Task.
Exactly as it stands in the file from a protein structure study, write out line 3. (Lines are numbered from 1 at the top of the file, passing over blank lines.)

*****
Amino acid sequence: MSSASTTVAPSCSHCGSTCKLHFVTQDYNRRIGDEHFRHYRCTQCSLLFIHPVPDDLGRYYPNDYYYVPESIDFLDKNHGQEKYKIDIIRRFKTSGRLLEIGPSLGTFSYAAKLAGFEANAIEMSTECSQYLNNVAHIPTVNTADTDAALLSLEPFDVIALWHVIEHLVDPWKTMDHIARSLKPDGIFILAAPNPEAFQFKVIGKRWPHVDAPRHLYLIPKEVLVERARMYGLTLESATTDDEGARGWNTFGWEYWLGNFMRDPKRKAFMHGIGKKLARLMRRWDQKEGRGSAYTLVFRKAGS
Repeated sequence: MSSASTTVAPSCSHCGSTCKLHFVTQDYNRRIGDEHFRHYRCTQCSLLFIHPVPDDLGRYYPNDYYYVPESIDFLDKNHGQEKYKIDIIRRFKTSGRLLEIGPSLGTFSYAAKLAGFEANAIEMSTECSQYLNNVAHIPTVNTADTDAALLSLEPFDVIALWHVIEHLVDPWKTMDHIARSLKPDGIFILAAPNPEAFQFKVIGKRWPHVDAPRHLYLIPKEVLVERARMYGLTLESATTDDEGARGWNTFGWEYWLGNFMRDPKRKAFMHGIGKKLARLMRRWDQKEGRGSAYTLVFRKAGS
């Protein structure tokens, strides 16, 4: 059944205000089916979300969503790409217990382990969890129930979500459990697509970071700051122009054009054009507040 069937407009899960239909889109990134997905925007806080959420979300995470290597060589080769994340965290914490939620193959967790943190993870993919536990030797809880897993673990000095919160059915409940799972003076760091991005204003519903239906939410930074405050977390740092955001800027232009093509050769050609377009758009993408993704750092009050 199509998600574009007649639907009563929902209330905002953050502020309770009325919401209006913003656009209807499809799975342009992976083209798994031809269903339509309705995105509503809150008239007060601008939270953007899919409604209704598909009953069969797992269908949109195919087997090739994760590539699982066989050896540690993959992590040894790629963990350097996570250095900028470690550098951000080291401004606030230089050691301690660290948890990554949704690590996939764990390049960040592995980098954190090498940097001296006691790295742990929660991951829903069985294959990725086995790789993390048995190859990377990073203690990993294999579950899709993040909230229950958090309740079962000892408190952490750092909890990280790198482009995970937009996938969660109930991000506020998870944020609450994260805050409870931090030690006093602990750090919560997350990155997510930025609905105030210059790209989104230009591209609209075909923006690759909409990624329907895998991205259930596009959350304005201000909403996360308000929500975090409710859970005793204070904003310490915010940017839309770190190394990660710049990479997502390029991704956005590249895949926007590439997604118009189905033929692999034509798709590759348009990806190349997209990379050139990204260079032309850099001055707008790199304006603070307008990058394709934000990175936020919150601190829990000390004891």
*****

């Protein structure tokens, strides 16, 4: 059944205000089916979300969503790409217990382990969890129930979500459990697509970071700051122009054009054009507040 069937407009899960239909889109990134997905925007806080959420979300995470290597060589080769994340965290914490939620193959967790943190993870993919536990030797809880897993673990000095919160059915409940799972003076760091991005204003519903239906939410930074405050977390740092955001800027232009093509050769050609377009758009993408993704750092009050 199509998600574009007649639907009563929902209330905002953050502020309770009325919401209006913003656009209807499809799975342009992976083209798994031809269903339509309705995105509503809150008239007060601008939270953007899919409604209704598909009953069969797992269908949109195919087997090739994760590539699982066989050896540690993959992590040894790629963990350097996570250095900028470690550098951000080291401004606030230089050691301690660290948890990554949704690590996939764990390049960040592995980098954190090498940097001296006691790295742990929660991951829903069985294959990725086995790789993390048995190859990377990073203690990993294999579950899709993040909230229950958090309740079962000892408190952490750092909890990280790198482009995970937009996938969660109930991000506020998870944020609450994260805050409870931090030690006093602990750090919560997350990155997510930025609905105030210059790209989104230009591209609209075909923006690759909409990624329907895998991205259930596009959350304005201000909403996360308000929500975090409710859970005793204070904003310490915010940017839309770190190394990660710049990479997502390029991704956005590249895949926007590439997604118009189905033929692999034509798709590759348009990806190349997209990379050139990204260079032309850099001055707008790199304006603070307008990058394709934000990175936020919150601190829990000390004891």